I was greeted at the bus station by Amelita – the best thing that has happened to me in Cameroon! Amelita is a long-term volunteer from the Philippines who has been here two-and-a-half years. She found and arranged my house, organized my work plan and lent me sheets, kitchen utensils and even made me dinner my first night in Belo.
In Bamenda we met about 10 volunteers living in and around the city for a relaxing evening of dinner and drinks. The volunteers are all great, with vast backgrounds, geographically and professionally. I realized how lucky I am to be living just one-to-two hours from good company, a wide range of food and beer – all of which I will not be expecting in Belo!After numerous visits around town on Monday, to places like the Private Medical Clinic, partner organizations and the famous PresCafe (famous to international volunteers because it is clean, has salads and real coffee and is full of foreigners, all of whom know each other!), we made the trip to my new home.
Taxis to Belo are even crazier than taxis elsewhere in Cameroon because not only do they squeeze four adults across the backseat (and with a couple big mamas plus children, this really makes things tight), they also squeeze four across the front, including the driver. One person sits in the driver’s seat with him, either on his left or right, depending on the person, and he has to change gears across people’s laps, between their legs or under their butts. Also, women are very likely to have newborn babies in their arms. My record for a taxi to Bamenda is 11 humans, an undetermined number of chickens and endless kilos of rice. Not to mention the ride I once took with seven goats (inside the car).My house is quite a palace. It has six bedrooms, three bathrooms and a huge foyer with 30-foot ceilings – not exactly the mud hut I was expecting! Although it sounds extravagant, it is actually empty and under construction, and sort of resembles a haunted mansion from a movie (especially when there is no electricity, which is quite often), so I close all the doors and keep to my bedroom upstairs, which has an ensuite and adjoining sitting room, as well as a balcony that looks over the mountains.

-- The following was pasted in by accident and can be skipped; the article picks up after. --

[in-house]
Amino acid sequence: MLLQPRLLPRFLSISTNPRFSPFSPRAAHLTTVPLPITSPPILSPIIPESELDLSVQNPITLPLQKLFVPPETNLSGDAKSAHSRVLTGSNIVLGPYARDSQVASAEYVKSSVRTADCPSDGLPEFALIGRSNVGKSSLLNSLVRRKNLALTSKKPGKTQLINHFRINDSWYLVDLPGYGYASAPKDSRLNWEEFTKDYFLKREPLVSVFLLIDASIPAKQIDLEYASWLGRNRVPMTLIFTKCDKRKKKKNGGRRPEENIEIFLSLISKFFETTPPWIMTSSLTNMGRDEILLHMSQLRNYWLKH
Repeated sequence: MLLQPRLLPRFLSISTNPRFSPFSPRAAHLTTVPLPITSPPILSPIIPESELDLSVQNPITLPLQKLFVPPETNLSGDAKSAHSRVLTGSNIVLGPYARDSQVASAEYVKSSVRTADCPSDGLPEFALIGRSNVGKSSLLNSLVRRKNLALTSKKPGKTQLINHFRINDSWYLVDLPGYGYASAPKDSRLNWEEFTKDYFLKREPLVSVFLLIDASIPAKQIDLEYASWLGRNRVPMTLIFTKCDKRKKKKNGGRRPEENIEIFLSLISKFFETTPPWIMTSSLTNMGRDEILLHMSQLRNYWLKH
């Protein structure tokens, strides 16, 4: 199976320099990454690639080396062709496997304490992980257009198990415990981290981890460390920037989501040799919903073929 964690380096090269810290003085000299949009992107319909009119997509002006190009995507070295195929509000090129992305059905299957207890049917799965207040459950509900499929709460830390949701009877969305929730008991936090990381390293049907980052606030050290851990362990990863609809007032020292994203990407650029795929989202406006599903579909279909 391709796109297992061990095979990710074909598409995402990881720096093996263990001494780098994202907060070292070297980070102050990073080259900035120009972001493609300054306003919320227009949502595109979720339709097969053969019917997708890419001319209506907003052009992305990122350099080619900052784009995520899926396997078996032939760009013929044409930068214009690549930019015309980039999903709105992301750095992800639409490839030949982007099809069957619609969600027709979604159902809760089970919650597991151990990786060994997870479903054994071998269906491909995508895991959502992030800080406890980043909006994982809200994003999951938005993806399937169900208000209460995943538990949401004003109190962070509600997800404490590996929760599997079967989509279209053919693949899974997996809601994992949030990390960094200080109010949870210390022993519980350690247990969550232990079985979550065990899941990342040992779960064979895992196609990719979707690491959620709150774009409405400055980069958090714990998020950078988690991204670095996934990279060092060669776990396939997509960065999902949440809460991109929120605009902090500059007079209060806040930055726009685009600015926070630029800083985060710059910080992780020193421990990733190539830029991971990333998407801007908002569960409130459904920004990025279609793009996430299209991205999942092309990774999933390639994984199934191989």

Basically I have everything I need – except running water! Luckily, I am very fortunate to have a 20 gallon tank on my porch that a local boy fills for me (which is also lucky because I have no idea where neighbours get their water – except that it seems to be quite a trek!).Some people say I may get water by March, others give a look that suggests I shouldn’t hold my breath. But I can’t really complain – yet (I’m sure I’ll begin moaning after six months without water). I am getting used to bucket baths – and being dirty.
Well, I didn’t move to Africa for running water and high-speed internet.
Some pics of my new digs